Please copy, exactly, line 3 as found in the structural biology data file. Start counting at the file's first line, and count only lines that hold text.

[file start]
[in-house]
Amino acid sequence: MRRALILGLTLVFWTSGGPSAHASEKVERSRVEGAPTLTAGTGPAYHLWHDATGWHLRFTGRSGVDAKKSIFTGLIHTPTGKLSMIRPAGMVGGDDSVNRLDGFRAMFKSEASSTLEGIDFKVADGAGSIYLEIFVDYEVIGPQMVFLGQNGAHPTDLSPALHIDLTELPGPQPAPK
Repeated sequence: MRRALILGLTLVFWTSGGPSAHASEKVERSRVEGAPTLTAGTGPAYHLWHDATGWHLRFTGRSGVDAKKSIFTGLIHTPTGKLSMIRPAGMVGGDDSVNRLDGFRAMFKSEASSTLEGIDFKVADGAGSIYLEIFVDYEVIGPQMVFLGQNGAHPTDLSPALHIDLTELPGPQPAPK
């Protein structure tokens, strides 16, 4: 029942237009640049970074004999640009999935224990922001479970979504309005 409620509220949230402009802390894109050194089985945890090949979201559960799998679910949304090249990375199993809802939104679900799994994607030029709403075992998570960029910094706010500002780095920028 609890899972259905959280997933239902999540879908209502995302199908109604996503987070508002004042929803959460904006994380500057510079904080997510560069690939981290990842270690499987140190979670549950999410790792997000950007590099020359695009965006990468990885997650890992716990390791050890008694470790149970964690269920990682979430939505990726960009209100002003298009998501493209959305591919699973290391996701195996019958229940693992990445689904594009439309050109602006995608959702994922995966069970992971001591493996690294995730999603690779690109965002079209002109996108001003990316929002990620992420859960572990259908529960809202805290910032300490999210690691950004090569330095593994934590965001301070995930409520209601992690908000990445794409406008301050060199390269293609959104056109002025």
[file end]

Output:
Repeated sequence: MRRALILGLTLVFWTSGGPSAHASEKVERSRVEGAPTLTAGTGPAYHLWHDATGWHLRFTGRSGVDAKKSIFTGLIHTPTGKLSMIRPAGMVGGDDSVNRLDGFRAMFKSEASSTLEGIDFKVADGAGSIYLEIFVDYEVIGPQMVFLGQNGAHPTDLSPALHIDLTELPGPQPAPK